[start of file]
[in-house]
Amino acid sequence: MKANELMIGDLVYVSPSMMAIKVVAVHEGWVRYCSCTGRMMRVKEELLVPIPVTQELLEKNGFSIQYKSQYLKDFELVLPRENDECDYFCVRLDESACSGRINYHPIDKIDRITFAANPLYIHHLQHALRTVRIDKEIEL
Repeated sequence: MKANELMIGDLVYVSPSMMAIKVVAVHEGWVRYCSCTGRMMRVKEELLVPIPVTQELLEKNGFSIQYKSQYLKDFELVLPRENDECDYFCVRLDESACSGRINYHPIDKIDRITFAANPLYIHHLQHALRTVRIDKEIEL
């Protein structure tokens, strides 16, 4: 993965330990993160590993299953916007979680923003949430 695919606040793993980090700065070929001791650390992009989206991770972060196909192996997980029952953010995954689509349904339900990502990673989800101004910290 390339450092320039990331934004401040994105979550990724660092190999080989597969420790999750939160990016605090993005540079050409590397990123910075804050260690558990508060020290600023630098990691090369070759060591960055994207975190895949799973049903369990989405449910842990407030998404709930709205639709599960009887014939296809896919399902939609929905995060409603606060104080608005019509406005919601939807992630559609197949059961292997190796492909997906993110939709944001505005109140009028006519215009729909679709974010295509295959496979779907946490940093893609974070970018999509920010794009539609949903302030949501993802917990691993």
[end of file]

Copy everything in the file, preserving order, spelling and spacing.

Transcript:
[in-house]
Amino acid sequence: MKANELMIGDLVYVSPSMMAIKVVAVHEGWVRYCSCTGRMMRVKEELLVPIPVTQELLEKNGFSIQYKSQYLKDFELVLPRENDECDYFCVRLDESACSGRINYHPIDKIDRITFAANPLYIHHLQHALRTVRIDKEIEL
Repeated sequence: MKANELMIGDLVYVSPSMMAIKVVAVHEGWVRYCSCTGRMMRVKEELLVPIPVTQELLEKNGFSIQYKSQYLKDFELVLPRENDECDYFCVRLDESACSGRINYHPIDKIDRITFAANPLYIHHLQHALRTVRIDKEIEL
């Protein structure tokens, strides 16, 4: 993965330990993160590993299953916007979680923003949430 695919606040793993980090700065070929001791650390992009989206991770972060196909192996997980029952953010995954689509349904339900990502990673989800101004910290 390339450092320039990331934004401040994105979550990724660092190999080989597969420790999750939160990016605090993005540079050409590397990123910075804050260690558990508060020290600023630098990691090369070759060591960055994207975190895949799973049903369990989405449910842990407030998404709930709205639709599960009887014939296809896919399902939609929905995060409603606060104080608005019509406005919601939807992630559609197949059961292997190796492909997906993110939709944001505005109140009028006519215009729909679709974010295509295959496979779907946490940093893609974070970018999509920010794009539609949903302030949501993802917990691993």